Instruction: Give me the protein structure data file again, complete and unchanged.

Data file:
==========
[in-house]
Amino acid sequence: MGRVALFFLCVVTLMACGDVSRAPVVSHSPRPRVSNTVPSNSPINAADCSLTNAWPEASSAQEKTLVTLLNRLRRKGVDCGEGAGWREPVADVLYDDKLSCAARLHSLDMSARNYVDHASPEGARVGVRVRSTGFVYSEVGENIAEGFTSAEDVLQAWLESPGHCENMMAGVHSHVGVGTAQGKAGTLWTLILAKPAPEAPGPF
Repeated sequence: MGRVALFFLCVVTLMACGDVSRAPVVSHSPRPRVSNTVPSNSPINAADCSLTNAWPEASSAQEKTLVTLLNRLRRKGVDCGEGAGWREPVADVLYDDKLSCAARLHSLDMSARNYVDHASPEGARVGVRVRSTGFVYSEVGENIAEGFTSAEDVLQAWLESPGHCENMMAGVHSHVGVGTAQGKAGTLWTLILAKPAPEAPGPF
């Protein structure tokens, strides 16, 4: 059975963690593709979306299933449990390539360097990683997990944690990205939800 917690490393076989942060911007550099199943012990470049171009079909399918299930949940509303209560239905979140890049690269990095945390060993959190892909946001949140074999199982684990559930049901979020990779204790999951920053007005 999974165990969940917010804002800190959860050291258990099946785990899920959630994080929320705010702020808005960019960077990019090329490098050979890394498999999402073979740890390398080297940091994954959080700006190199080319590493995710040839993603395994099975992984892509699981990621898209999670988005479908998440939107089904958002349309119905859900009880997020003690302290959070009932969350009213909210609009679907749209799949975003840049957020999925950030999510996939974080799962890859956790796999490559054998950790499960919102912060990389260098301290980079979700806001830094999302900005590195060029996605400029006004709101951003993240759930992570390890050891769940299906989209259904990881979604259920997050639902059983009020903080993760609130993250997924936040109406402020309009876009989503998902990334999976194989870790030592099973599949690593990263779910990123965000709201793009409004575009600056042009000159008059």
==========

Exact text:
[in-house]
Amino acid sequence: MGRVALFFLCVVTLMACGDVSRAPVVSHSPRPRVSNTVPSNSPINAADCSLTNAWPEASSAQEKTLVTLLNRLRRKGVDCGEGAGWREPVADVLYDDKLSCAARLHSLDMSARNYVDHASPEGARVGVRVRSTGFVYSEVGENIAEGFTSAEDVLQAWLESPGHCENMMAGVHSHVGVGTAQGKAGTLWTLILAKPAPEAPGPF
Repeated sequence: MGRVALFFLCVVTLMACGDVSRAPVVSHSPRPRVSNTVPSNSPINAADCSLTNAWPEASSAQEKTLVTLLNRLRRKGVDCGEGAGWREPVADVLYDDKLSCAARLHSLDMSARNYVDHASPEGARVGVRVRSTGFVYSEVGENIAEGFTSAEDVLQAWLESPGHCENMMAGVHSHVGVGTAQGKAGTLWTLILAKPAPEAPGPF
């Protein structure tokens, strides 16, 4: 059975963690593709979306299933449990390539360097990683997990944690990205939800 917690490393076989942060911007550099199943012990470049171009079909399918299930949940509303209560239905979140890049690269990095945390060993959190892909946001949140074999199982684990559930049901979020990779204790999951920053007005 999974165990969940917010804002800190959860050291258990099946785990899920959630994080929320705010702020808005960019960077990019090329490098050979890394498999999402073979740890390398080297940091994954959080700006190199080319590493995710040839993603395994099975992984892509699981990621898209999670988005479908998440939107089904958002349309119905859900009880997020003690302290959070009932969350009213909210609009679907749209799949975003840049957020999925950030999510996939974080799962890859956790796999490559054998950790499960919102912060990389260098301290980079979700806001830094999302900005590195060029996605400029006004709101951003993240759930992570390890050891769940299906989209259904990881979604259920997050639902059983009020903080993760609130993250997924936040109406402020309009876009989503998902990334999976194989870790030592099973599949690593990263779910990123965000709201793009409004575009600056042009000159008059």